Child Abuse Prevention

Below are just a few ways to prevent child abuse!!

1. Be a good example.
Respect your family members. Use a courteous tone of voice with them. When children misbehave, let them know that you dislike what they did, not who they are. Don’t hit your kids; violence teaches violence. Apologize when you’re wrong. Say “I love you” more often. Reward good behavior.

2. Take action…don’t wait for someone else to do it!
Arrange for a speaker on child abuse and neglect to come to your PTA, church, club, or workplace. The more we all know about abuse and neglect, the more we can do to stop it.

3. Learn to recognize the signs of abuse.
Know the signs of neglect, physical abuse, sexual abuse, and emotional abuse listed at the bottom of this page. Know them.

4. Understand which children are most likely to be abused.
Although child abuse occurs in all racial, ethnic, cultural, and socio-economic groups, physical abuse and neglect are more likely among people living in poverty. Children who are most likely to be abused are children who are mentally retarded, premature, unwanted, stubborn, inquisitive, demanding, or have a disability.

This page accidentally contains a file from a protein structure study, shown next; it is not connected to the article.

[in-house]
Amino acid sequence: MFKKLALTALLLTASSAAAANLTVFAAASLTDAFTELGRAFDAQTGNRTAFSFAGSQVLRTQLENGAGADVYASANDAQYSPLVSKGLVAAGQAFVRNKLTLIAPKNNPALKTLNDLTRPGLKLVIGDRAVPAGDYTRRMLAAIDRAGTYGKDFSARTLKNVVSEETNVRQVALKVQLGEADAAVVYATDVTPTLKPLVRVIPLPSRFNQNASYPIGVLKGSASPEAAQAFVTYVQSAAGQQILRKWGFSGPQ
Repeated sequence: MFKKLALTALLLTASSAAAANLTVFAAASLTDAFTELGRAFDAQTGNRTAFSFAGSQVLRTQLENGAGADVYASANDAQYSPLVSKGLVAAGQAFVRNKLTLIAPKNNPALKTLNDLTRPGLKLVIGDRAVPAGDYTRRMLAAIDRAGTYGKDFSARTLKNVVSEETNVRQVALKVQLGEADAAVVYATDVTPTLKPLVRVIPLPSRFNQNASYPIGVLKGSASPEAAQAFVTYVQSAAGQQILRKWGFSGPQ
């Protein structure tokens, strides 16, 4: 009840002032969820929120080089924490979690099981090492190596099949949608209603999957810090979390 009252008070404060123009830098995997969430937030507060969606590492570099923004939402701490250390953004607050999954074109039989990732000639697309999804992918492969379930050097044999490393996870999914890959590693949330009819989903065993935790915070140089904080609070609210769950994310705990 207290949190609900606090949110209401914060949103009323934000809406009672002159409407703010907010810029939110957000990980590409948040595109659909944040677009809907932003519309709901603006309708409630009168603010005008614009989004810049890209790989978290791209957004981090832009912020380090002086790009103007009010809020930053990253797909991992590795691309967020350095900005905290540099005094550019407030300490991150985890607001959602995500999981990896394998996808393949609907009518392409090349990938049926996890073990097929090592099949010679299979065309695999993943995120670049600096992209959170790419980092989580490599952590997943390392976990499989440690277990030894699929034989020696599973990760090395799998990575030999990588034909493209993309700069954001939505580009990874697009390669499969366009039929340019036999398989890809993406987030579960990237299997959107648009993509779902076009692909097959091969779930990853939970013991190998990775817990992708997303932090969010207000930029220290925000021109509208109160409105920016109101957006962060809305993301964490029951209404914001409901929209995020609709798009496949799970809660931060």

5. Learn more about child abuse and child abuse prevention.
Teach others. Plan an adult education program in your church, club, or organization to inform people about children’s needs. Open your group’s facility to local education programs for parents.

6. Report suspected child abuse and neglect.
Call your local law enforcement agency if you think a child is being neglected, sexually abused, or physically or emotionally abused. Children are hardly ever abused only once. If you suspect it, you must report it. That’s the law. Reporting suspected child abuse makes it possible for a family to get help.

Information gathered from: Child Advocacy Center



1. Nightmares, sleeping problems

2. Changes in eating habits

3. Self-Mutilation (cutting or burning) adolescents

4. Outburst of Anger

5. Regressing to younger behaviors, e.g. bed wetting

6. Acting out in an inappropriate sexual way with toys or objects

7. Not wanting to be alone with a particular child, young person or adult

8. Unaccountable fear of particular places or people

9. Becoming withdrawn or very clingy

10. Becoming unusually secretive

***Any one sign doesn’t mean that a child was or is being sexually abused, but the presence of several suggests that you should begin to ask questions and consider seeking help***

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